Taxonomy [top]

Kingdom Phylum Class Order Family
Animalia Chordata Amphibia Anura Hyperoliidae

Scientific Name: Hyperolius nimbae
Species Authority: Laurent, 1958
Common Name(s):
English Mount Nimba Reed Frog
Taxonomic Source(s): Frost, D.R. 2014. Amphibian Species of the World: an Online Reference. Version 6 (27 January 2014). New York, USA. Available at: (Accessed: 27 January 2014).
Taxonomic Notes: This species is is part of the Hyperolius tuberculatus Group within the H. viridiflavus complex (Schiøtz 1999).

Assessment Information [top]

Red List Category & Criteria: Endangered B1ab(iii) ver 3.1
Year Published: 2004
Date Assessed: 2004-04-30
Needs updating
Assessor(s): Arne Schiøtz, Mark-Oliver Rödel
Reviewer(s): Global Amphibian Assessment Coordinating Team (Simon Stuart, Janice Chanson and Neil Cox)
Listed as Endangered because its extent of occurrence is less than 5,000 km², all individuals are in fewer than five locations, and there is continuing decline in the extent and quality of its habitat on and around Mount Nimba.

Geographic Range [top]

Range Description: This species is known only from lowlands on the south-eastern foot of Mount Nimba in Côte d’Ivoire, though it presumably also occurs in Guinea and Liberia.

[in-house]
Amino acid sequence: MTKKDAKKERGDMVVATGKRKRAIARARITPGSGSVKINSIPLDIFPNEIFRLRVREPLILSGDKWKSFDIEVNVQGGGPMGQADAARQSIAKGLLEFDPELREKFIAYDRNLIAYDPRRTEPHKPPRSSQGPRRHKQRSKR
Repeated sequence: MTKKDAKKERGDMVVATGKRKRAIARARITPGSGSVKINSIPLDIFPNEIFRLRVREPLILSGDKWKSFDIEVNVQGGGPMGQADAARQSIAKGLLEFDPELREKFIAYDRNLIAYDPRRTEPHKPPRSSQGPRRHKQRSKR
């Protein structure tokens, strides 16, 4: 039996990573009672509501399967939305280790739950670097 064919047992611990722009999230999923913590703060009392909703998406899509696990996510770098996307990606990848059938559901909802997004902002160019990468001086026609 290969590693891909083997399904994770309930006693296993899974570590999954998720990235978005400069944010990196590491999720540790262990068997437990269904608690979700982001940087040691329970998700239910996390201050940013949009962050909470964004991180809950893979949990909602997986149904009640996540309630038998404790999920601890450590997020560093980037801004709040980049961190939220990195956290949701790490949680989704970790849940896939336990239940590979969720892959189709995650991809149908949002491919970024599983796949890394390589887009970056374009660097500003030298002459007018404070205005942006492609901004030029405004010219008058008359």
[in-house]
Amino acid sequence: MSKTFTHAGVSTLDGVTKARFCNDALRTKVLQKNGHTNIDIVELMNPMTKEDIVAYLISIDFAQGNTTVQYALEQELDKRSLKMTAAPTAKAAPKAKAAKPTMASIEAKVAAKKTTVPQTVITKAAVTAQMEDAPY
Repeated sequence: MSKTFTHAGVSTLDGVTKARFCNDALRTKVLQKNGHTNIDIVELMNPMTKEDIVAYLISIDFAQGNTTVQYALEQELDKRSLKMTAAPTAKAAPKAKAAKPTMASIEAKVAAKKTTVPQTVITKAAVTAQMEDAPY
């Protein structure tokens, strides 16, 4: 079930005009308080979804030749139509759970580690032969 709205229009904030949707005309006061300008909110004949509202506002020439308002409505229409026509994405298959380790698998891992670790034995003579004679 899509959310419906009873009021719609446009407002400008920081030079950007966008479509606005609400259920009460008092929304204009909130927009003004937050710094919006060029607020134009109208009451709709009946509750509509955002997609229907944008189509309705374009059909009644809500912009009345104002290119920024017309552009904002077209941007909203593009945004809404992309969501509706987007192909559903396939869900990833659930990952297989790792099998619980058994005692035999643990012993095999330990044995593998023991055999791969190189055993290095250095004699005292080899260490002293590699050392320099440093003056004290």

Countries occurrence:
Côte d'Ivoire
Range Map: Click here to open the map viewer and explore range.

Population [top]

Population: It is apparently extremely common in its restricted range.
Current Population Trend: Decreasing
Additional data:
Population severely fragmented: No

Habitat and Ecology [top]

Habitat and Ecology: It lives in clearings in lowland forest, where it calls at the edge of large swamps. It presumably breeds in swamps.
Systems: Terrestrial; Freshwater

Threats [top]

Major Threat(s): The threats are hard to determine, since it is not known to what extent the species can adapt to opening up of its habitat. It appears to have a genuinely small range, since it is a conspicuous species and probably would have been found elsewhere if it is more widespread. It might be adversely affected by expanding agriculture, logging and human settlement.

Conservation Actions [top]

Conservation Actions: It is not known from any protected areas. Although part of Mount Nimba is protected as the Mount Nimba Strict Nature Reserve (which was added to the list of World Heritage Sites in 1981) the site is urgently in need of stricter protection and improved management, particularly given that it represents the only known site where several highly threatened species are known to persist.

Citation: Arne Schiøtz, Mark-Oliver Rödel. 2004. Hyperolius nimbae. The IUCN Red List of Threatened Species 2004: e.T56170A11421874. . Downloaded on 08 October 2015.
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